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Bridget Jones's Diary: A Novel (Penguin Ink) (The Penguin Ink Series) Reprint Edition
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Four girls on a trip to Paris suddenly find themselves in a high-stakes game of Truth or Dare that spirals out of control. Learn More
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At the beginning of Helen Fielding's exceptionally funny second novel, the thirtyish publishing puffette is suffering from postholiday stress syndrome but determined to find Inner Peace and poise. Bridget will, for instance, "get up straight away when wake up in mornings." Now if only she can survive the party her mother has tricked her into--a suburban fest full of "Smug Marrieds" professing concern for her and her fellow "Singletons"--she'll have made a good start. As far as she's concerned, "We wouldn't rush up to them and roar, 'How's your marriage going? Still having sex?'"
This is only the first of many disgraces Bridget will suffer in her year of performance anxiety (at work and at play, though less often in bed) and living through other people's "emotional fuckwittage." Her twin-set-wearing suburban mother, for instance, suddenly becomes a chat-show hostess and unrepentant adulteress, while our heroine herself spends half the time overdosing on Chardonnay and feeling like "a tragic freak." Bridget Jones's Diary began as a column in the London Independent and struck a chord with readers of all sexes and sizes. In strokes simultaneously broad and subtle, Helen Fielding reveals the lighter side of despair, self-doubt, and obsession, and also satirizes everything from self-help books (they don't sound half as sensible to Bridget when she's sober) to feng shui, Cosmopolitan-style. She is the Nancy Mitford of the 1990s, and it's impossible not to root for her endearing heroine. On the other hand, one can only hope that Bridget will continue to screw up and tell us all about it for years and books to come. --Kerry Fried --This text refers to an out of print or unavailable edition of this title.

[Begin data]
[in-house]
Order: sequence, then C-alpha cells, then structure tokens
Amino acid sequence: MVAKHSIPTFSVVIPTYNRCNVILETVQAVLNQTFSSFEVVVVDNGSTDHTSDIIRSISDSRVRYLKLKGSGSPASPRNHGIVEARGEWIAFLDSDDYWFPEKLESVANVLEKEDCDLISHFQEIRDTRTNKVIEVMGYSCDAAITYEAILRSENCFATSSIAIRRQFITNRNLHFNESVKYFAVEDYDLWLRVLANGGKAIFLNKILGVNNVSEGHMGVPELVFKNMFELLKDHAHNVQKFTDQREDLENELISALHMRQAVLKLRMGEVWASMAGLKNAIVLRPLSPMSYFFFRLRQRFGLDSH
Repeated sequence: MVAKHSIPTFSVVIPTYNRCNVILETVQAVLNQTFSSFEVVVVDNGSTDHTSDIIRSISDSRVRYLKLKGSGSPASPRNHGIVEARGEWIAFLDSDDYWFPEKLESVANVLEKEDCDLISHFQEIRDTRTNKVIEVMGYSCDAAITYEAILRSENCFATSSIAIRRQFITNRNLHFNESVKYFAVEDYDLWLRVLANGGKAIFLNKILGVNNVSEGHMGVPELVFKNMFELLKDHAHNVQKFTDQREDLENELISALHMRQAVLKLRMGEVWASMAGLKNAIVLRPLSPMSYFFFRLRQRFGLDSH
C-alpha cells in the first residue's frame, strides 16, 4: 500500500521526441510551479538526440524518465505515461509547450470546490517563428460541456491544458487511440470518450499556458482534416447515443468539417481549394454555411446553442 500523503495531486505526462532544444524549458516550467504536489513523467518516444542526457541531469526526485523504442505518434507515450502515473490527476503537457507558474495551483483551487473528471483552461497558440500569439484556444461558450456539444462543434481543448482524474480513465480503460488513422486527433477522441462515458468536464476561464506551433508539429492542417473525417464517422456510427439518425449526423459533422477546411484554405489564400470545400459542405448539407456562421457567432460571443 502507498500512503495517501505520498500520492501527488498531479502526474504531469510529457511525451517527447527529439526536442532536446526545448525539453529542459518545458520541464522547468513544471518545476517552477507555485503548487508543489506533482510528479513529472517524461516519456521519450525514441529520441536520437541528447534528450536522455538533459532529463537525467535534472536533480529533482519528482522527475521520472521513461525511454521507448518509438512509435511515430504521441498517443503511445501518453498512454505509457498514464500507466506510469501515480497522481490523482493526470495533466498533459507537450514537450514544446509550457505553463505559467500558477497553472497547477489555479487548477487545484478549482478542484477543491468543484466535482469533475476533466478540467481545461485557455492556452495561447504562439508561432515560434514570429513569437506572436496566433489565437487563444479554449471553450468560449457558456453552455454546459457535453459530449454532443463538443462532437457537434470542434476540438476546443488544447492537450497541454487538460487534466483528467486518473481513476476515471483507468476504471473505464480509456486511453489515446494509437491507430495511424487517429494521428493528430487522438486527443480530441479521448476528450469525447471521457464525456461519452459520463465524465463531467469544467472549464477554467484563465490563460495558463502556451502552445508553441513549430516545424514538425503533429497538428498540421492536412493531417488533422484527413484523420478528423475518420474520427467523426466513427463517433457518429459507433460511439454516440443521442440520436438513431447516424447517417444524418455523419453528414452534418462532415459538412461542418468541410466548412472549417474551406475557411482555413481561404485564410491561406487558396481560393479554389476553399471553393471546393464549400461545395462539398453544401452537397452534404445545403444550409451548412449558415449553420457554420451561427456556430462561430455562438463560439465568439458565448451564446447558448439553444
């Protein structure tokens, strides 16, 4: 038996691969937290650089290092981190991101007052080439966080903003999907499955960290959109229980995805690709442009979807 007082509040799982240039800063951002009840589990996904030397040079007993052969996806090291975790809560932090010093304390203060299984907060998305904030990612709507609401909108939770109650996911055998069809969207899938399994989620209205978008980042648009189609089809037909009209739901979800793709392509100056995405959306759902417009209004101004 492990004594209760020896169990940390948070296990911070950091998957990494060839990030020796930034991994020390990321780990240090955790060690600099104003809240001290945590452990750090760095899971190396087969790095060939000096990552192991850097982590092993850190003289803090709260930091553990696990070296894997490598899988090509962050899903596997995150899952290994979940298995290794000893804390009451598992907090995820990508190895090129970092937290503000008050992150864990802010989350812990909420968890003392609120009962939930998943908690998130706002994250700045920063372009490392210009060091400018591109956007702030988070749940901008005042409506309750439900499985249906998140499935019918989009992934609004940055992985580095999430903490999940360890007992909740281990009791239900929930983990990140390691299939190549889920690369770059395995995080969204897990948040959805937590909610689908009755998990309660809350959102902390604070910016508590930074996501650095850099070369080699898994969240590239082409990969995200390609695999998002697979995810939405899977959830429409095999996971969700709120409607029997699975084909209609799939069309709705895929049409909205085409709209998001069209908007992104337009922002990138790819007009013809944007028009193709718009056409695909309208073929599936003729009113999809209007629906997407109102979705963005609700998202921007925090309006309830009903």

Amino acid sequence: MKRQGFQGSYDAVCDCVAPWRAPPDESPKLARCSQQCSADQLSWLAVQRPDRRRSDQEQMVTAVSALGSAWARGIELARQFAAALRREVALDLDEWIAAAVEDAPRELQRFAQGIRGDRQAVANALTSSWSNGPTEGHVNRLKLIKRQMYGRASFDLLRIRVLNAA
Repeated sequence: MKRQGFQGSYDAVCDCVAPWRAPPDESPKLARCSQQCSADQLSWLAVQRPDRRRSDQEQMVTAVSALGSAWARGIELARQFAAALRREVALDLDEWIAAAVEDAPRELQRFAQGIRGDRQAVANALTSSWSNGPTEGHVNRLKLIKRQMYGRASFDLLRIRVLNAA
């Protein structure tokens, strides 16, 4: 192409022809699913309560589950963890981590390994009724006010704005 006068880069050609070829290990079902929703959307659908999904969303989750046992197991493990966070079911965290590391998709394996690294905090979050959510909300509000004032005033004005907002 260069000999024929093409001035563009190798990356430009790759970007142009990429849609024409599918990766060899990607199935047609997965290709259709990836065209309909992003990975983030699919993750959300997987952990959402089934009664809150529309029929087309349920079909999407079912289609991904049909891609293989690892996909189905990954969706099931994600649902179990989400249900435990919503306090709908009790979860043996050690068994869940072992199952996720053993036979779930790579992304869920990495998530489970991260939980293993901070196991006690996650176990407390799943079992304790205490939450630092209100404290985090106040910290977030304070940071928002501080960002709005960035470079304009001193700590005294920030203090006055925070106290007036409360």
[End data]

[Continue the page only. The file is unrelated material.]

From Publishers Weekly
Copyright 1998 Reed Business Information, Inc. --This text refers to an out of print or unavailable edition of this title.
Top Customer Reviews
The problem with reading a book AFTER you've seen the movie version is that you undeniably relive the scenes with the cinematic players in mind. Luckily, my time with this book was spent before the film opened and I was able to appreciate Helen's attempts at comedy with a better perspective on what she was trying to do - create a female character so flawed and jinxed, that it was impossible but to fall in love with her.
I must say that some of the scenes here read funnier than when they made it to film. But to give it credit, the movie version excelled in portions that were more or less underplayed in the book - the blue soup incident, and the mom-on-TV segments especially. However, I must say that the quality of language and the author's writing style here are wonderful and quite exceptional. Rarely has there been a book that makes you want to meet the lead character, but this one does just fine on that count.